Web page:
Dr. Luke Plonsky is Associate Professor of Applied Linguistics at Northern Arizona University, where he teaches courses in second language acquisition and research methods. Recent and forthcoming works in these and other areas can be found in Applied Linguistics, Annual Review of Applied Linguistics, Language Learning, and Modern Language Journal and in a number of other journals and edited volumes. He has also authored and edited several books including Second language acquisition: An introductory course (Gass, Behney, & Plonsky, 5th edition, under contract) and Advancing quantitative methods in second language research (Plonsky, 2015).
Dr. Plonsky is Associate Editor of Studies in Second Language Acquisition, Managing Editor of Foreign Language Annals, and he serves on the editorial boards of Language Teaching and Learning and Individual Differences. He is also Co-Editor of de Gruyter Mouton’s Series on Language Acquisition and Co-Director of the IRIS repository for instruments in language learning and teaching (iris-database.org). Dr. Plonsky held previous faculty appointments at Georgetown and University College London. He has also taught in Japan, The Netherlands, Spain, and Puerto Rico. He received his PhD in Second Language Studies from Michigan State University.
Plenary title: Mind your measures: Methodological reform at the SLA-assessment interface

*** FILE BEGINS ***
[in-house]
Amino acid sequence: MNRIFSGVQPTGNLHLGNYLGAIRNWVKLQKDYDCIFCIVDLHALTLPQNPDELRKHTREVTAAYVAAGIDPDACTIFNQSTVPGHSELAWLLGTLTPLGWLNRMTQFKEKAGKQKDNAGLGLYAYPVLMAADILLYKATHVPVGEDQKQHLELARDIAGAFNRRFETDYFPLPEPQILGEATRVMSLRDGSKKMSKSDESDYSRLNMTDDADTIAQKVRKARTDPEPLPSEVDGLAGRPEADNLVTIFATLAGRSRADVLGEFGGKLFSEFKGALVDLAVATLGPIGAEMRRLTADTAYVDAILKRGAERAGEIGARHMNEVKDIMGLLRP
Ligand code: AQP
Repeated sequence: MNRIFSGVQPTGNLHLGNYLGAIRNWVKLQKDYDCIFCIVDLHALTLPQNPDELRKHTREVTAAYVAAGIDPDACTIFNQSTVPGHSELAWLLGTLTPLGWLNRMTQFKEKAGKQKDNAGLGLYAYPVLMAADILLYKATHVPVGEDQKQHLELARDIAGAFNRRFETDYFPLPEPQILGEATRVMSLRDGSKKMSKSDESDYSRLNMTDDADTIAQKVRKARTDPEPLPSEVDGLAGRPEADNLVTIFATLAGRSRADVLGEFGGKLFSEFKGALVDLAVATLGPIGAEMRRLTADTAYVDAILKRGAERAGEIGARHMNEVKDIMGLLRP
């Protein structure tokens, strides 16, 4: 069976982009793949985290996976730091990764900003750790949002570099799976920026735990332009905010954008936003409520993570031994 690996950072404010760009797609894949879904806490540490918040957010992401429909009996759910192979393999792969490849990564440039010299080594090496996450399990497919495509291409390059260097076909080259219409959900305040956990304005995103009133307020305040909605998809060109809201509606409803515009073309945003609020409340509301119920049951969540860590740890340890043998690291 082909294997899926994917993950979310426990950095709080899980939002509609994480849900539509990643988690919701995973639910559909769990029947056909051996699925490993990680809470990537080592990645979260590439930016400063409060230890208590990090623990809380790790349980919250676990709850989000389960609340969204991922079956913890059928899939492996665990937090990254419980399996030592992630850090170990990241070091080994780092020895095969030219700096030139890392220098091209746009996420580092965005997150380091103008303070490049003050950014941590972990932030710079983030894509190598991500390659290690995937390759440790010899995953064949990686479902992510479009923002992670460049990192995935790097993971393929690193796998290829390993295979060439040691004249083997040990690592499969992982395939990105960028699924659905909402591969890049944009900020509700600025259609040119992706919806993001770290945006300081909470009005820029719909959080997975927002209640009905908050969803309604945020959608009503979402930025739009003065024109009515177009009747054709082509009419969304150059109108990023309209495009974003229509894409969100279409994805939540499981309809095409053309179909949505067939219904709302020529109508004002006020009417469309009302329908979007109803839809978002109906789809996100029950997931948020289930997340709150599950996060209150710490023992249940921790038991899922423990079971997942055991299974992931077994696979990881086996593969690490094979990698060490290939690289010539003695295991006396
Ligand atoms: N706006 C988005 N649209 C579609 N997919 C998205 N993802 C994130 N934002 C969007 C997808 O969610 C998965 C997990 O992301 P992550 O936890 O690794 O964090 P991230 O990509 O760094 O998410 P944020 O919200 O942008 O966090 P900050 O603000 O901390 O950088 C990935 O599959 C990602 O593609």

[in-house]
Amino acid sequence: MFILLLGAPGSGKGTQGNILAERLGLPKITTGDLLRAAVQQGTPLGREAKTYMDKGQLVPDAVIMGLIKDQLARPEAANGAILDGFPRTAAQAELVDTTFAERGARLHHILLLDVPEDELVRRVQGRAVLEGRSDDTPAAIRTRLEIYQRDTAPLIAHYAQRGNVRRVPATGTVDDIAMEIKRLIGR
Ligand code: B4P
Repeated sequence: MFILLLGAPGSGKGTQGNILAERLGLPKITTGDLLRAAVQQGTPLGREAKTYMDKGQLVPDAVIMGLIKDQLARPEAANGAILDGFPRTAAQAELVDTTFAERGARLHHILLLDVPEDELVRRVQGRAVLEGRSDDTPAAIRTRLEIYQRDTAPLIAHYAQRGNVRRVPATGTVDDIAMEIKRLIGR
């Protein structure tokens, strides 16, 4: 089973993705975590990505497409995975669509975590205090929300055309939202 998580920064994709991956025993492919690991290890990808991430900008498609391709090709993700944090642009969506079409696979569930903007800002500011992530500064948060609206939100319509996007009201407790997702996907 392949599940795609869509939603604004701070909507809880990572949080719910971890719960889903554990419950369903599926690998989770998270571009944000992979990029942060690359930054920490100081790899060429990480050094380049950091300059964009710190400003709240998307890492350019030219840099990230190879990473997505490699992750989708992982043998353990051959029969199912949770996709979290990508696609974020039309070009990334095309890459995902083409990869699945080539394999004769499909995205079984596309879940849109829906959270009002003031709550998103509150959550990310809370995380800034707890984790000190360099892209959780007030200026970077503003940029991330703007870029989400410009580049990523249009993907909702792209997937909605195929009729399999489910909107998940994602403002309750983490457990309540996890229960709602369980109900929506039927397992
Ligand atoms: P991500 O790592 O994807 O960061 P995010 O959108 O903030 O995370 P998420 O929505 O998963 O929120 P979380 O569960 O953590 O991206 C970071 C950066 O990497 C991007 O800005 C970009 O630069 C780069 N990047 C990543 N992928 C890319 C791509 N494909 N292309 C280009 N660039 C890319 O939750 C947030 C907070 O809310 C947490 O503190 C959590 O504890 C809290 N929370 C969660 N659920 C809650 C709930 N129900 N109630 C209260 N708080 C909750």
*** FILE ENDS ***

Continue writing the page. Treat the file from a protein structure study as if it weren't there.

Plenary abstract: Multiple options exist for measuring virtually all constructs of interest in second-language (L2) research. In the context of L2 writing, for example, Polio and Shea (2014) identified 44 unique measures of accuracy among 35 studies. Such choices are not arbitrary or trivial. In fact, as demonstrated by a large and growing body of primary and meta-analytic evidence, the results obtained by a given study are heavily dependent on the tools used to derive them (e.g., Thompson et al., 2018; Plonsky et al., in press; Saito & Plonsky, in press). It is critical, therefore, that we make theoretically- and empirically-informed choices when deciding which measures to employ. After describing a number of major concerns for measurement in L2 research, the first in this two-part talk outlines the growing evidence on the interaction between choice of measure and study outcome. In doing so, I draw on examples from subdomains ranging from pronunciation to pragmatics, learning strategies to psycholinguistics. Such (generally unaccounted for) variability in observed effects/relationships is often compounded by other types of errors (i.e., noise). In the second part of the talk, I identify a number of these major and frequent threats to the psychometric properties of our measures. Whether we recognize them or not, failure to address such threats greatly limits our ability to make inferences about L2 knowledge, use, and development. Validity evidence for measures in L2 research, for instance, is exceedingly scarce (Norris & Ortega, 2012). The talk concludes with a series of proposals aiming to (a) improve measurement practices in primary research and to (b) incite a more active agenda at the SLA-assessment interface. In doing so, I describe fruitful—and, I will argue, vital—directions for research centered on producing evidence for measurement validity that are needed for the field to advance.